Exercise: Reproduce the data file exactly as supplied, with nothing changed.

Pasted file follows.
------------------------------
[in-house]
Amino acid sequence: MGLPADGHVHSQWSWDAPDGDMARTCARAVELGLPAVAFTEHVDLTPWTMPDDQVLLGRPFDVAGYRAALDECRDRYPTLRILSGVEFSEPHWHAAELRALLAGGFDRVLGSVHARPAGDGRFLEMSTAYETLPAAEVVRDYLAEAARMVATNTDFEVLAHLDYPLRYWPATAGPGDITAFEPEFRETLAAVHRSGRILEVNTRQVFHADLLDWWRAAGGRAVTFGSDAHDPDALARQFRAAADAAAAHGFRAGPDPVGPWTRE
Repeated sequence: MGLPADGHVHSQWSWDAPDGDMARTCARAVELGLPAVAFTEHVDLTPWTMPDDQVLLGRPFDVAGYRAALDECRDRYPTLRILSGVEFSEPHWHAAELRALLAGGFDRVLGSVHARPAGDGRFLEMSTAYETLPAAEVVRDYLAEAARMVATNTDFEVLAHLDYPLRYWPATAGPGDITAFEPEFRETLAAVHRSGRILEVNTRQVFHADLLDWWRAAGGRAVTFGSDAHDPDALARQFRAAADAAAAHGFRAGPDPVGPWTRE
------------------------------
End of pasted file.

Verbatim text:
[in-house]
Amino acid sequence: MGLPADGHVHSQWSWDAPDGDMARTCARAVELGLPAVAFTEHVDLTPWTMPDDQVLLGRPFDVAGYRAALDECRDRYPTLRILSGVEFSEPHWHAAELRALLAGGFDRVLGSVHARPAGDGRFLEMSTAYETLPAAEVVRDYLAEAARMVATNTDFEVLAHLDYPLRYWPATAGPGDITAFEPEFRETLAAVHRSGRILEVNTRQVFHADLLDWWRAAGGRAVTFGSDAHDPDALARQFRAAADAAAAHGFRAGPDPVGPWTRE
Repeated sequence: MGLPADGHVHSQWSWDAPDGDMARTCARAVELGLPAVAFTEHVDLTPWTMPDDQVLLGRPFDVAGYRAALDECRDRYPTLRILSGVEFSEPHWHAAELRALLAGGFDRVLGSVHARPAGDGRFLEMSTAYETLPAAEVVRDYLAEAARMVATNTDFEVLAHLDYPLRYWPATAGPGDITAFEPEFRETLAAVHRSGRILEVNTRQVFHADLLDWWRAAGGRAVTFGSDAHDPDALARQFRAAADAAAAHGFRAGPDPVGPWTRE